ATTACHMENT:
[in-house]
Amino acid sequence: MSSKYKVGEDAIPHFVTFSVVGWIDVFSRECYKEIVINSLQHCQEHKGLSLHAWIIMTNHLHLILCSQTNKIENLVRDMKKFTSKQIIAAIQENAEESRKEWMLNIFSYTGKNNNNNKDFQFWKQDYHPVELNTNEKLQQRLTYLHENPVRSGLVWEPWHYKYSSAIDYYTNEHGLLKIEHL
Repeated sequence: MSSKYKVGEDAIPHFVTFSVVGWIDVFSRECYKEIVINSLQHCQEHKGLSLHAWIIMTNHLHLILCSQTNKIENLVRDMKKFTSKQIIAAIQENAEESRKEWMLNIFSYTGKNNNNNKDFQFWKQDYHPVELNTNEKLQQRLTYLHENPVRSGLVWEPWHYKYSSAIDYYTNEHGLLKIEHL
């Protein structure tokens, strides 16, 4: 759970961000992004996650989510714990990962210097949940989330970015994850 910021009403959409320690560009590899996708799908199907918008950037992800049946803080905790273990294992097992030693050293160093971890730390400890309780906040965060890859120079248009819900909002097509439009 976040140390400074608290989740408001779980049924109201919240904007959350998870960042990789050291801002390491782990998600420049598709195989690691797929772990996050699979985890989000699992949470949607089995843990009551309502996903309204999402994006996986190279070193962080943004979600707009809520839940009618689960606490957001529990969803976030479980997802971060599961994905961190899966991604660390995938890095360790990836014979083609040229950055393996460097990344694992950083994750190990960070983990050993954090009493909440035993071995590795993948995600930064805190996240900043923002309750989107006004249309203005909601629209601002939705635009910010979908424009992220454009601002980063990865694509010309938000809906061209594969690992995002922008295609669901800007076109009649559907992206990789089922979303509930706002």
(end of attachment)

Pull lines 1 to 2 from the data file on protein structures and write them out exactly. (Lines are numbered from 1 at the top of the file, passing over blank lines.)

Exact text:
[in-house]
Amino acid sequence: MSSKYKVGEDAIPHFVTFSVVGWIDVFSRECYKEIVINSLQHCQEHKGLSLHAWIIMTNHLHLILCSQTNKIENLVRDMKKFTSKQIIAAIQENAEESRKEWMLNIFSYTGKNNNNNKDFQFWKQDYHPVELNTNEKLQQRLTYLHENPVRSGLVWEPWHYKYSSAIDYYTNEHGLLKIEHL